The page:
The Prefetch file format has been studied extensively. There is a lot of research on this subject already, so I won’t reinvent any wheels here. Knowing that among the artefacts listed in the prefetch files are libraries loaded by our applications, I wanted to understand how the process of logging these libraries works in different scenarios, and how it can be tricked. Could I still load my library without Prefetch knowing?
Feel free to skip the background information, which is mostly for me to have things clear in my mind before starting to work. If you’re not familiar with the topic, I strongly encourage you to go start with Forensic Magazine and read Decoding Prefetch Files for Forensic Purposes Part 1 and Part 2.
Prefetch files are created by Windows when an application is run from a particular location for the very first time and updated on subsequent runs on the program. Their purpose is to speed up the applications by loading data from disk into memory before it is needed. Also, Prefetch will attempt to compute and save new data files each time the system starts up. Forensics Wiki goes into excellent detail on prefetch files and links to further resources.
Prefetch files are also great artifacts in a forensic investigations, very useful when building a timeline of applications that have been run on a system.
Prefetch files are named in a format containing the name of the application followed by an eight character hash of the location where the application was run and the .PF extension. To understand how this hash is generated, check this very in-depth Hexacorn blog post.
The name of the corresponding .pf file depends on the path of the application.
The prefetch related settings are held in the following registry key:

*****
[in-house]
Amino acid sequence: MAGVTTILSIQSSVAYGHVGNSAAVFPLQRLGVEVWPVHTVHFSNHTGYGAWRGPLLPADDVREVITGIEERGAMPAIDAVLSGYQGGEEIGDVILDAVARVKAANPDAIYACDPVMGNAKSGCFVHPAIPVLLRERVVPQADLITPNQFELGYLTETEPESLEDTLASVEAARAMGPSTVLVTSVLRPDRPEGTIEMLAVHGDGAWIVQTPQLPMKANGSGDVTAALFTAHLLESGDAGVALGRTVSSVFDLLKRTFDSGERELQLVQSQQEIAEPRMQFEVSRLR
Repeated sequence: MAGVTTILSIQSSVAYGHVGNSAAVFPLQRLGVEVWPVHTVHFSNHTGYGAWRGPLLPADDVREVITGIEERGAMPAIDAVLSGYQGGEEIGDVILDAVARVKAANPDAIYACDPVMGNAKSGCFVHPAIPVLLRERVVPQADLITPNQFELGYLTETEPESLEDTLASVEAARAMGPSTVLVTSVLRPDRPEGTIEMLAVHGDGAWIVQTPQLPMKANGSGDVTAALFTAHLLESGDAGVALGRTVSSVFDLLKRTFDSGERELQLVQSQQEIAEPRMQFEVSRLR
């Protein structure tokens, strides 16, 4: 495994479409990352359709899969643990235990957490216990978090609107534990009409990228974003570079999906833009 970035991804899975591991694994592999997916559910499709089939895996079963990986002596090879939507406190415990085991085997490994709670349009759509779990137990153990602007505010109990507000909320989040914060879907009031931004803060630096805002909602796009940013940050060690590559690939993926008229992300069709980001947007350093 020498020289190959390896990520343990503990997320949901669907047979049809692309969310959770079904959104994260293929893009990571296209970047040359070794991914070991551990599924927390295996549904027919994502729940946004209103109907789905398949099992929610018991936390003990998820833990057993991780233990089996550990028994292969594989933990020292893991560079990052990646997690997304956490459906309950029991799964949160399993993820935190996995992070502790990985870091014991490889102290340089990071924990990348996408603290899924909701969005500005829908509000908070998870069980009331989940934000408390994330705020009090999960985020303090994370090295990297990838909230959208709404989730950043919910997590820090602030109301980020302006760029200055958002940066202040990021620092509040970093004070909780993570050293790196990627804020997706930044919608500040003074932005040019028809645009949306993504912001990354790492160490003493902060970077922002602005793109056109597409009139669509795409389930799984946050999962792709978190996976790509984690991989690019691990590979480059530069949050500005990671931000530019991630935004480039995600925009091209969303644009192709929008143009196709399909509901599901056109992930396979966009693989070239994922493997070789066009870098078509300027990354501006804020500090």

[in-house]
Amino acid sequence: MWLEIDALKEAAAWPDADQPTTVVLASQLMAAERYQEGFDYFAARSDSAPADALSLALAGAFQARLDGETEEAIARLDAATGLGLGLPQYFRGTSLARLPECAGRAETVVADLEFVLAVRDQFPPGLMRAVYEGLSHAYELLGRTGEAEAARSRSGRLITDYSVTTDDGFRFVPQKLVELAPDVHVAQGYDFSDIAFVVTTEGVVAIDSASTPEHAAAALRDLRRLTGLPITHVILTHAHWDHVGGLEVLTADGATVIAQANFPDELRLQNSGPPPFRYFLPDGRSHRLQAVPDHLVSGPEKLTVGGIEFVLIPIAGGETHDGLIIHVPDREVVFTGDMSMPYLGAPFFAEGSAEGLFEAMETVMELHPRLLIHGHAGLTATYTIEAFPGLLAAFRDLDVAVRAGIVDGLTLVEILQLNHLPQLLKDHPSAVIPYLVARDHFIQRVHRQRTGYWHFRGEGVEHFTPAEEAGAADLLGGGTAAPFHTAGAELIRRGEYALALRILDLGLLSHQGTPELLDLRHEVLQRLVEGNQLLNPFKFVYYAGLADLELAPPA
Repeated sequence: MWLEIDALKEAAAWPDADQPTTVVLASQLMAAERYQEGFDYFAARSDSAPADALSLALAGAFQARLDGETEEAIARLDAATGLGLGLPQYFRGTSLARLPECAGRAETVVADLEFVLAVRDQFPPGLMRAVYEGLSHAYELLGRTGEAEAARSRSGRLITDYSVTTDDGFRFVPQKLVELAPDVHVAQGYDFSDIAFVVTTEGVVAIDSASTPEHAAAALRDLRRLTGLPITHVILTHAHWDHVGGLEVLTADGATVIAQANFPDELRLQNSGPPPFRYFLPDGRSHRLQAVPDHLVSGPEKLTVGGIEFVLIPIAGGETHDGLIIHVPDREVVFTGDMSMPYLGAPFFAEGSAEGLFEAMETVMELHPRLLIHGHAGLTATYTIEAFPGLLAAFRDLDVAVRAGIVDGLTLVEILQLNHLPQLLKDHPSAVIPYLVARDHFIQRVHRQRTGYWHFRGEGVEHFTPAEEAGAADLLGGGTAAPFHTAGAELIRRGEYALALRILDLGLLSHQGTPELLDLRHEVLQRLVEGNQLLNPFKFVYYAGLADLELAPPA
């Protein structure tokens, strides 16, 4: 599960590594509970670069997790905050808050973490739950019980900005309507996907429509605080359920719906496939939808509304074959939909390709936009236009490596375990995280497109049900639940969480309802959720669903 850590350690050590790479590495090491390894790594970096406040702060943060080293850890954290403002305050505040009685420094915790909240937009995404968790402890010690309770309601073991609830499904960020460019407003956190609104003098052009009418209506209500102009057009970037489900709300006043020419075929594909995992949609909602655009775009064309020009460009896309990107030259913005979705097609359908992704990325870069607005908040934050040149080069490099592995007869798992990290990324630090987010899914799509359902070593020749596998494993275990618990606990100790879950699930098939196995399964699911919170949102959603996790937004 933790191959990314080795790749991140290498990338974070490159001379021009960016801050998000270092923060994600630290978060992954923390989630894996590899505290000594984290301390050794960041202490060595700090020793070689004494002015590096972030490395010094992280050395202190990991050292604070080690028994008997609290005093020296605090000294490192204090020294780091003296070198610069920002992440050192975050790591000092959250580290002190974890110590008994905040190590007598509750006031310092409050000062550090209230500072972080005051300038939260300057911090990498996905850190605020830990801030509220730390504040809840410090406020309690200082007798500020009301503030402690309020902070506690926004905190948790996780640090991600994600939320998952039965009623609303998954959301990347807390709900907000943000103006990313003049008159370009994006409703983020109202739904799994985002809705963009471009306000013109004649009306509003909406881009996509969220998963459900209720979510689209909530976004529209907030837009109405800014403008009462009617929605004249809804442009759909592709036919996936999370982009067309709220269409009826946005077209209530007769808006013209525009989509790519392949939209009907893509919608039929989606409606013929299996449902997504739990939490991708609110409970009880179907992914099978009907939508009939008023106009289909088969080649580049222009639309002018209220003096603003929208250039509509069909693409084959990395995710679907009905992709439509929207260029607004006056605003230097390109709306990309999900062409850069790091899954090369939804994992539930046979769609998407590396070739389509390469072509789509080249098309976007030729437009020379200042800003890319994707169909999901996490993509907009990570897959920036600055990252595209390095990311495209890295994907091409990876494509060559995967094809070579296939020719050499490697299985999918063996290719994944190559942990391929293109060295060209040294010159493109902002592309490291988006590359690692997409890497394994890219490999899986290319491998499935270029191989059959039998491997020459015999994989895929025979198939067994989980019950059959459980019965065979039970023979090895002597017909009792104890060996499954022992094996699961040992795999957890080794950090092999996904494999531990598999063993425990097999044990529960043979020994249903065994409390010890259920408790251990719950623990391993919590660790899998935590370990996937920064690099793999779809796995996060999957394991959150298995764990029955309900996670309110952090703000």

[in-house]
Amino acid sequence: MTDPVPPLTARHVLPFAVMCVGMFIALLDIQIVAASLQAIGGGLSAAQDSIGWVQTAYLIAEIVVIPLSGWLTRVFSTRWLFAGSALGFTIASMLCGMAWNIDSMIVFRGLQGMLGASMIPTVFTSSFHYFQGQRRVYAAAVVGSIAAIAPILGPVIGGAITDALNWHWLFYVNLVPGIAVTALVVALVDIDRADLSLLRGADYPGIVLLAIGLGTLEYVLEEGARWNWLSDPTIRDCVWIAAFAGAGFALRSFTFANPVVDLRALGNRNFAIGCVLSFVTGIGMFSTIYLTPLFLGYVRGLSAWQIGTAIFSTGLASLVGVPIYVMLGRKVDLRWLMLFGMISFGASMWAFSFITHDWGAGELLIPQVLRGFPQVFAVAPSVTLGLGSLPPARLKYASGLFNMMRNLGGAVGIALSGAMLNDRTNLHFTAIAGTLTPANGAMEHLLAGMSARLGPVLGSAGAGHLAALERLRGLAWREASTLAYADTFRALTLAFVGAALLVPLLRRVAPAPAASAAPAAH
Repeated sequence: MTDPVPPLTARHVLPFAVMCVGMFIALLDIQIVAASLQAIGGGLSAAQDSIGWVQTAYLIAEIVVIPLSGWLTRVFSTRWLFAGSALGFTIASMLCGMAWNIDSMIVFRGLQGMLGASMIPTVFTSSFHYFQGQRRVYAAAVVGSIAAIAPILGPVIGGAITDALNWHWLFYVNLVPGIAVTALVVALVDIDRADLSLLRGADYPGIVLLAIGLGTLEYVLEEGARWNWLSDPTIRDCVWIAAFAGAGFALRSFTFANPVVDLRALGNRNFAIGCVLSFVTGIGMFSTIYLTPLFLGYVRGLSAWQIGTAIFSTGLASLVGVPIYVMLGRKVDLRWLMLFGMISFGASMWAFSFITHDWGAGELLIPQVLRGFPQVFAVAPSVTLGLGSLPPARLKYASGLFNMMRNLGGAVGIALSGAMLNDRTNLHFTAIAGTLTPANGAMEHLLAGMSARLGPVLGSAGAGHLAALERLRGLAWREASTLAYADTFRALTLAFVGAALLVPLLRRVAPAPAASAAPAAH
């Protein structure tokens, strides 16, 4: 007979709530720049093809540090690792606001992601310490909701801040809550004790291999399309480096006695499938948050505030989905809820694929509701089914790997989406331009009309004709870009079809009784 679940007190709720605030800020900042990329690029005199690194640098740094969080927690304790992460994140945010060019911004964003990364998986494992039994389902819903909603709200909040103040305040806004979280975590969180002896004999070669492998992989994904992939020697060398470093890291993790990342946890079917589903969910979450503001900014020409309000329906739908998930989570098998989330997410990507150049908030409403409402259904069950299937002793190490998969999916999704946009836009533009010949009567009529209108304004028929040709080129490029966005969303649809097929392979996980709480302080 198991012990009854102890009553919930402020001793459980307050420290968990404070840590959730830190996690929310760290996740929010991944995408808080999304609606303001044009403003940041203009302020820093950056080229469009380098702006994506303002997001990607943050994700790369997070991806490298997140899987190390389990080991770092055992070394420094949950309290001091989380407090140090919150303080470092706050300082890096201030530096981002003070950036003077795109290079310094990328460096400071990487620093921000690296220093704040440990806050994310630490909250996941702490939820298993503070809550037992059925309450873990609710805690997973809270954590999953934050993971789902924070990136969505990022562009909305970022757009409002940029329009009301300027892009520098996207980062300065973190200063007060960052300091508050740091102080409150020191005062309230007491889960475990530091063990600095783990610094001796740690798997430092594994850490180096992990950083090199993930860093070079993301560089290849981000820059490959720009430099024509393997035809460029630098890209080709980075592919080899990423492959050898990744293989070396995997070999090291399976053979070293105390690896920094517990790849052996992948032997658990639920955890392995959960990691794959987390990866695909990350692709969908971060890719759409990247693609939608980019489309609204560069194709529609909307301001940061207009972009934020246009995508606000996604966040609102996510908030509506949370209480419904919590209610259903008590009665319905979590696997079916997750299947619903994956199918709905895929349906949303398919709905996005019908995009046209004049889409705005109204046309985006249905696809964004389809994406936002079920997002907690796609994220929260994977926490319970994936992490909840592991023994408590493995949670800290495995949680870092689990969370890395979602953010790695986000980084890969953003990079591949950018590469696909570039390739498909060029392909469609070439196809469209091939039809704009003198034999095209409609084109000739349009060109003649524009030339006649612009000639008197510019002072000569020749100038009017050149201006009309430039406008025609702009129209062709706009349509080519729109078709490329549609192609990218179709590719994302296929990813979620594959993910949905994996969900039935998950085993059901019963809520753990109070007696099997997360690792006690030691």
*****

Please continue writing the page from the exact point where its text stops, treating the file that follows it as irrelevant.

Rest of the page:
HKEY_LOCAL_MACHINE\SYSTEM\CurrentControlSet\Control\Session Manager\Memory Management\PrefetchParameters
For example, in order to alter the prefetch creation, we can modify EnablePrefetcher value as follows:
0 = Disabled 1 = Application Launch Prefetch 2 = Boot Prefetch 3 = Prefetch All
Forensic artefacts from the prefetch files
- Evidence of program execution - Even if the program has since been deleted, a prefetch file may still exist on the system to provide evidence of execution.
- Application running count - At every re-run from the same location, the corresponding .pf file will be updated with the number of times it was executed.
- Artefacts from malicious files - Using forensic tools, we can list libraries loaded by an application or even opened files.
- Original application path - It’s possible to calculate the application path based on the hash in the name. Depending on the version of Windows the file was taken from, a different hashing function is used. Definitely worth checking Prefetch file names and UNC paths.
- First and last time of execution - Creation date of the prefetch file shows the first time an application was executed, while the last time is stored in the .pf file. This can also reveal “time stomping” attempts. If malware alters the timestamp of an application, it might not be aware of the information captured in the corresponding prefetch file.
Prefetch parsers and libraries
- Windows Prefetch File (PF) format by Joachim Metz
- WinPrefetchView by Nir Sofer
- Windows-Prefetch-Parser by Adam Witt
- Windows-Prefetch-Carver by Adam Witt
- Windows Prefetch Parser by TZWorks
Logging loaded libraries
So let’s see different ways of loading libraries and how they are logged by the prefetching process. A very important detail to keep in mind: according to the first Forensic Magazine article mentioned previously:
Monitoring occurs for ten seconds after an application is started.
- Implicit linking
This linking method is also referred to as static load or load-time dynamic linking. With implicit linking, the executable using the DLL links to an import library (.lib file) provided by the maker of the DLL. The operating system loads the DLL when the executable is loaded.
Result: To test this, the application below executes something inside a TLS callback then immediately terminates execution.before the main function. However, a prefetch file is still created accordingly.